“In 10 years’ time the pharmacist [in general practice] will be the same as the practice nurse is now,” he says. But just sticking a pharmacist in the GP surgery, is not the answer, he warns.
A role of two halves
Mr Stretch's bid for NHS England funding is based on a model where pharmacists are based in the community half the time, while running sessions in GP surgeries the other half.
“Pharmacists should be managing all the repeat prescribing and monitoring of therapy – and there’s no reason why that can’t happen in community pharmacy.
“We have [one] pharmacist [where] the patients she sees in general practice [also] goes to the pharmacy to see her, because they know they can get that level of service by someone who has their feet in both camps. I think that's what integration means,” he says.
Mr Stretch pitched his ideas to David Mowat MP during the minister’s recent visit to his Perivale practice (see image above).
“We hope to put one of our pharmacists [to] work in each of the general practice networks. This is the only way we can do this [model] at scale,” he adds.
This innovative Ealing and Hammersmith pilot is being evaluated as part of a student’s PhD. As well as interviewing participants, the study will look at output – not just how many patients the pharmacists see, but what happens during these interactions.
Mr Stretch can already point to successes. One 17,000-patient practice was completely overburdened with repeat prescribing, but is now able to offer afternoon appointments of 15 minutes, rather than the standard 10.
In order for this to become an attractive long-term career option, Mr Stretch wants to see better recognition and pathways for training – something he is working on with the Royal Pharmaceutical Society.
“Professionally, I’m really keen that GP pharmacists can work towards consultant pharmacist status,” he adds.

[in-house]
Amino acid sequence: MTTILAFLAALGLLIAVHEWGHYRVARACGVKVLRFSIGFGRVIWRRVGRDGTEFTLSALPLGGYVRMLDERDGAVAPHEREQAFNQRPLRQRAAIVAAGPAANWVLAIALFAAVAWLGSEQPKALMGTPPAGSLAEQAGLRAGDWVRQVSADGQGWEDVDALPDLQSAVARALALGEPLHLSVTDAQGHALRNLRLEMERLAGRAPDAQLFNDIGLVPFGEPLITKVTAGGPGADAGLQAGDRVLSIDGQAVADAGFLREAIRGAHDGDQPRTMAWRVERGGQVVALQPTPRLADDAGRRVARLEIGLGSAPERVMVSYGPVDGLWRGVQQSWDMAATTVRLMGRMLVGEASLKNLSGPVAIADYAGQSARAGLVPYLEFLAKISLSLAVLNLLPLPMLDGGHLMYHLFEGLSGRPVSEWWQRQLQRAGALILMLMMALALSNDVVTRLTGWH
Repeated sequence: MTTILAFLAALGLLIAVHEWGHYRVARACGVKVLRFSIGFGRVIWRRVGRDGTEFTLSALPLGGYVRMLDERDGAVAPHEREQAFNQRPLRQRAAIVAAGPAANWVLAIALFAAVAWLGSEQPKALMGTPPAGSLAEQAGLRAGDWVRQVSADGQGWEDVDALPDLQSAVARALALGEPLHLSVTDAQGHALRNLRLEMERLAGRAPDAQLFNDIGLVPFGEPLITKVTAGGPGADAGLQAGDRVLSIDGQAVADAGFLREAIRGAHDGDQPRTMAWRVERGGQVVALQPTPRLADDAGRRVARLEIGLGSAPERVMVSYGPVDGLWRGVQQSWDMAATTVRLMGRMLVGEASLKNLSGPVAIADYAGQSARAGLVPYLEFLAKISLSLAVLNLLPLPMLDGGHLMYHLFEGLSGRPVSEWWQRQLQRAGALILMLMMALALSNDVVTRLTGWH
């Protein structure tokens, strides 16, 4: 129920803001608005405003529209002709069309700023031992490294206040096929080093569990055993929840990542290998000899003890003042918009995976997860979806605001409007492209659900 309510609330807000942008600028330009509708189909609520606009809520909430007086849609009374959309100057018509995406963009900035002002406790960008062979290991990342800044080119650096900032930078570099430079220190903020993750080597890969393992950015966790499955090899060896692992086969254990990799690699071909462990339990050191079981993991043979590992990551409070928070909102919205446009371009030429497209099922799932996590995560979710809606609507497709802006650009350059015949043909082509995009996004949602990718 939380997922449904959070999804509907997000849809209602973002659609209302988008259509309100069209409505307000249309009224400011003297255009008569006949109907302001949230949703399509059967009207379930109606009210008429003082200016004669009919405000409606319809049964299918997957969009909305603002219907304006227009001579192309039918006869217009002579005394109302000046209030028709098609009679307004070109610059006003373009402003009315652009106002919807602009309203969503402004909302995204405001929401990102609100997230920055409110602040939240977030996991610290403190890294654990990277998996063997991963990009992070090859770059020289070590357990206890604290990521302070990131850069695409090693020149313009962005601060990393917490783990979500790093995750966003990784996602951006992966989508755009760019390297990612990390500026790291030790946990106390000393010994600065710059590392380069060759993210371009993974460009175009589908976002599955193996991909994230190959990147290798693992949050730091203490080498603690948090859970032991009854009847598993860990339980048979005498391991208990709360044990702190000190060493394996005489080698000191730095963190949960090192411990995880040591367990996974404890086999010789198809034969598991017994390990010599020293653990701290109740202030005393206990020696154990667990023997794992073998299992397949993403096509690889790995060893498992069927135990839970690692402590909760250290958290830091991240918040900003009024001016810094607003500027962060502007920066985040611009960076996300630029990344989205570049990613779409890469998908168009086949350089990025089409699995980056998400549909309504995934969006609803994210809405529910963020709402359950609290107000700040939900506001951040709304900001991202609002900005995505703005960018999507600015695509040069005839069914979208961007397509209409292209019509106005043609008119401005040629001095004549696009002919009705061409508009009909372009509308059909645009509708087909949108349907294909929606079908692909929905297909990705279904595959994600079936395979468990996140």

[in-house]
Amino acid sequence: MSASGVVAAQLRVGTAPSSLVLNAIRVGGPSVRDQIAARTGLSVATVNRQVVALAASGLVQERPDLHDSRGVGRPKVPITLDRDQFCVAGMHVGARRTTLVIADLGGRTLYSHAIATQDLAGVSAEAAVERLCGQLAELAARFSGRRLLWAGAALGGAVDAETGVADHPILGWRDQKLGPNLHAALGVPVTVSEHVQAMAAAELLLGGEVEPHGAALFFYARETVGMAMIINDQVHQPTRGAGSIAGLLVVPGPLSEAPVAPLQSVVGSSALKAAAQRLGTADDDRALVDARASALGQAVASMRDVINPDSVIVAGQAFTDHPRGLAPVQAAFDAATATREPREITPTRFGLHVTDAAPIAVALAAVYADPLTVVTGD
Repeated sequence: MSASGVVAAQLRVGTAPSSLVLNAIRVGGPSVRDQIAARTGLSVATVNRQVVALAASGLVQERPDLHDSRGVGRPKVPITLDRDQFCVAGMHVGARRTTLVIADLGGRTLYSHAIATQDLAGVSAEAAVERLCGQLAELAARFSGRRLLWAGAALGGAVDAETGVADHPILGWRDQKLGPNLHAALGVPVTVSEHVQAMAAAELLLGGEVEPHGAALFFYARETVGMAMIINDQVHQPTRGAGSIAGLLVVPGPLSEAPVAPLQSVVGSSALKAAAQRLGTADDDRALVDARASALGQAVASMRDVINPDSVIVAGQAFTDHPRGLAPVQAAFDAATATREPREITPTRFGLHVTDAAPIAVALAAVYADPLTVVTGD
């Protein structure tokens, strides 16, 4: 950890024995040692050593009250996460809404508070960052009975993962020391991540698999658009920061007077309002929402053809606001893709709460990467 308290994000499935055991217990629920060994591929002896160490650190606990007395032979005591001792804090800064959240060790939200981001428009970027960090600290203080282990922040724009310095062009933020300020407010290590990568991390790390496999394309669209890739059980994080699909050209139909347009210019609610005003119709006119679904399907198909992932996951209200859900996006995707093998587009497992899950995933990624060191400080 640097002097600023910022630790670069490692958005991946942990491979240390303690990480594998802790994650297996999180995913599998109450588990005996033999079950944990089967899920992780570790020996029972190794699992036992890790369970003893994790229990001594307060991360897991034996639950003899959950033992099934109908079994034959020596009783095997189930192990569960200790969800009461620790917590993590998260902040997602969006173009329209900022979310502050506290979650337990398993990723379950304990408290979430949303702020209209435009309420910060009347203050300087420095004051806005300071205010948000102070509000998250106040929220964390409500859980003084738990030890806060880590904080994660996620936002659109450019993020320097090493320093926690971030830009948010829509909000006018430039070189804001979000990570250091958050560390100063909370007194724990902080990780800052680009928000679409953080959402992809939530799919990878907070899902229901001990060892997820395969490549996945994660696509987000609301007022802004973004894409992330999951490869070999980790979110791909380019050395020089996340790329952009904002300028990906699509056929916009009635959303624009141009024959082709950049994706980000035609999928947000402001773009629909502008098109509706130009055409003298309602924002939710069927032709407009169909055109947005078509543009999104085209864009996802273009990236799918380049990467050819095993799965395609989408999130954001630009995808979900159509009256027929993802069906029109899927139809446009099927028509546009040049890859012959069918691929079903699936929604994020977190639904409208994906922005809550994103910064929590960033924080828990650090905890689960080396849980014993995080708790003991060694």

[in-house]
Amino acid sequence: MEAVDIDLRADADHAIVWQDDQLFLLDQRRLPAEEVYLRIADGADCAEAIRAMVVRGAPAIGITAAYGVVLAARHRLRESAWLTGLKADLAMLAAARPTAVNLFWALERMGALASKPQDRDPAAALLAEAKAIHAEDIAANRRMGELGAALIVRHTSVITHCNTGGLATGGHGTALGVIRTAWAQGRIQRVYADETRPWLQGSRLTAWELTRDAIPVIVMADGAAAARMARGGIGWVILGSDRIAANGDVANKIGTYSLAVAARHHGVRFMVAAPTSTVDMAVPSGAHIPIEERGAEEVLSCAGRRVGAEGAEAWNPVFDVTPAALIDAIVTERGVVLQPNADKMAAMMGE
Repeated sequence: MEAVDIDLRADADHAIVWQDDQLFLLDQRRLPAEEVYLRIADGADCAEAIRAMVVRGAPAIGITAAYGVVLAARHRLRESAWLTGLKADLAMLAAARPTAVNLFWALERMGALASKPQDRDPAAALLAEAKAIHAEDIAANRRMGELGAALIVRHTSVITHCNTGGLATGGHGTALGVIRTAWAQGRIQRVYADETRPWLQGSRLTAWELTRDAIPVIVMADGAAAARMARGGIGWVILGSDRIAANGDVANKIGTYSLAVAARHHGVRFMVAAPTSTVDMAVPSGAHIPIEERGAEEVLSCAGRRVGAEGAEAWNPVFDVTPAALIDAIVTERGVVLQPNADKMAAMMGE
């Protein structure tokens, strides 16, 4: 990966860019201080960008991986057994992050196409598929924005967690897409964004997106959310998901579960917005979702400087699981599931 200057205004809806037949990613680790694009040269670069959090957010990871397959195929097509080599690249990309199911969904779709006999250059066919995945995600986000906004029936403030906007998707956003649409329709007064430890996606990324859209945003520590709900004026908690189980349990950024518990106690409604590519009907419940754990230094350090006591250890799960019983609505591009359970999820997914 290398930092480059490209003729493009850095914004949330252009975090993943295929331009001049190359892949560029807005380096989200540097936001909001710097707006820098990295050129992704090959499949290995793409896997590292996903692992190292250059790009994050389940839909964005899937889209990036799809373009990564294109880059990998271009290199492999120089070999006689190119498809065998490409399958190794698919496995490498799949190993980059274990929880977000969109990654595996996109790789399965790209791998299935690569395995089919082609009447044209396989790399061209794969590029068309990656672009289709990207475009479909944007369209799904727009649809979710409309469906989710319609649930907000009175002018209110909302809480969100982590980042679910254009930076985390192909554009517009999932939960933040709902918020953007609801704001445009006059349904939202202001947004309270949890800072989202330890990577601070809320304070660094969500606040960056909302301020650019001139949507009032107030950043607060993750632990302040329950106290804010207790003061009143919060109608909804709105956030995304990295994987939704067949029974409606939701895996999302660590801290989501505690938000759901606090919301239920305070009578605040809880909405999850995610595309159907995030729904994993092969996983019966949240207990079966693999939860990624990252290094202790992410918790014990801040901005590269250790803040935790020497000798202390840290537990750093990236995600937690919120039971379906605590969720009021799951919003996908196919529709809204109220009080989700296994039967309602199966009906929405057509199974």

A happy accident
Hala Jawad (pictured above), a clinical pharmacist in Fulham, London said she fell into the role by accident back in 2015, after spending a week volunteering in a GP surgery to find out what it involved.
She has since worked in four practices, with key responsibilities including: authorising prescriptions; calling patients about medication queries; managing long-term conditions; conducting medicine reviews; addressing polypharmacy issues; dealing with minor ailments; and reviewing blood test results.
It's a career path she can see other newly qualified pharmacists adopting. “Only the other day, a pre-reg pharmacist gave me a call, as she's doing half her year in a GP surgery and the second half in a community pharmacy.
“I can see that the new generation are so motivated to learn, and I do recommend that every pharmacist has the opportunity to work in a GP surgery.”
As with other such forward-thinking GPs, Caroline Jewels, managing partner at the Sands End Health Clinic where Ms Jawad is based, says she initially hired a pharmacist to ease the workload on doctors without reducing the quality of patient care.
“We hoped that by employing a pharmacist, we would improve our prescribing practices by being more efficient and implementing more robust systems.”
Dr Jewels' advice for other practice considering taking the plunge is to go for it.
“We see a full-time pharmacist in general practice as an essential part of our workforce. We very much hope that this will be sustainable, and we will prioritise the position in our workforce planning,” she adds.
With so many GPs already converted to the idea of employing a practice pharmacist, it seems this primary care position is here to stay.
Considering a role as a practice pharmacist? View primary care pharmacist vacancies on C+D Jobs here.